A biochemical description of postsynaptic plasticity—with timescales ranging from milliseconds to seconds

Guanchun Li, David W. McLaughlin, Charles S. Peskin

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Synaptic plasticity [long-term potentiation/depression (LTP/D)], is a cellular mechanism underlying learning. Two distinct types of early LTP/D (E-LTP/D), acting on very different time scales, have been observed experimentally—spike timing dependent plasticity (STDP), on time scales of tens of ms; and behavioral time scale synaptic plasticity (BTSP), on time scales of seconds. BTSP is a candidate for a mechanism underlying rapid learning of spatial location by place cells. Here, a computational model of the induction of E-LTP/D at a spine head of a synapse of a hippocampal pyramidal neuron is developed. The single-compartment model represents two interacting biochemical pathways for the activation (phosphorylation) of the kinase (CaMKII) with a phosphatase, with ion inflow through channels (NMDAR, CaV1,Na). The biochemical reactions are represented by a deterministic system of differential equations, with a detailed description of the activation of CaMKII that includes the opening of the compact state of CaMKII. This single model captures realistic responses (temporal profiles with the differing timescales) of STDP and BTSP and their asymmetries. The simulations distinguish several mechanisms underlying STDP vs. BTSP, including i) the flow of Ca2+ through NMDAR vs. CaV1 channels, and ii) the origin of several time scales in the activation of CaMKII. The model also realizes a priming mechanism for E-LTP that is induced by Ca2+ flow through CaV1.3 channels. Once in the spine head, this small additional Ca2+ opens the compact state of CaMKII, placing CaMKII ready for subsequent induction of LTP.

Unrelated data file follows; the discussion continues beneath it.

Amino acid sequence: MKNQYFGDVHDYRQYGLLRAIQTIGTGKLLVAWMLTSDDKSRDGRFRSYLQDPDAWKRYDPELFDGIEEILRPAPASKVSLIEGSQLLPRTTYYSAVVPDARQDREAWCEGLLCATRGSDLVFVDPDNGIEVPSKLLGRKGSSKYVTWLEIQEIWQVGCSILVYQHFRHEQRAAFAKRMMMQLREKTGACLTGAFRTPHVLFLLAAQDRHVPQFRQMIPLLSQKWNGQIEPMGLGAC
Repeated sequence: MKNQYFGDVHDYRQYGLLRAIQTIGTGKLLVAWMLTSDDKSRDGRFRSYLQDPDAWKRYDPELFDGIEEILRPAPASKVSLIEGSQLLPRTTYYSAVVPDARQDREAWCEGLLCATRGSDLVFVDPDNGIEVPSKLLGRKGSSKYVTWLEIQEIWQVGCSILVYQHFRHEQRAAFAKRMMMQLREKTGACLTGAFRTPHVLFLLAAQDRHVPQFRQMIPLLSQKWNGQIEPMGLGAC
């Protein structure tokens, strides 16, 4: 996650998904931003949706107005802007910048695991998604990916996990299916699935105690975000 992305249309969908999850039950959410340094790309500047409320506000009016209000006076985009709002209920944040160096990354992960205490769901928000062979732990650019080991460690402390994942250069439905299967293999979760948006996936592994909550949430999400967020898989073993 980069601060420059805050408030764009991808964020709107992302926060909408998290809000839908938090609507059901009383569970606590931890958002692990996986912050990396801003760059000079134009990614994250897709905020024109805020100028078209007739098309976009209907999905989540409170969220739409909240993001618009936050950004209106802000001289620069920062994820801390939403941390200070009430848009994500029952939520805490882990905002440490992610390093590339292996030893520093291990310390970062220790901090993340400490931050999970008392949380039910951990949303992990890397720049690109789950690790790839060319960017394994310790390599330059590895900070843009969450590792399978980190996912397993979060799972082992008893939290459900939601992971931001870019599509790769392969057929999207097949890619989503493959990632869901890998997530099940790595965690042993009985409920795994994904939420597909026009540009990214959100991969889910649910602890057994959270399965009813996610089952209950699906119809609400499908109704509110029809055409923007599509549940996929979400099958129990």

Original languageEnglish (US)
Article numbere2311709121
JournalProceedings of the National Academy of Sciences of the United States of America
Issue number7
StatePublished - Feb 13 2024


  • BTSP
  • STDP
  • long-term depression
  • long-term potentiation
  • synaptic plasticity

ASJC Scopus subject areas

  • General


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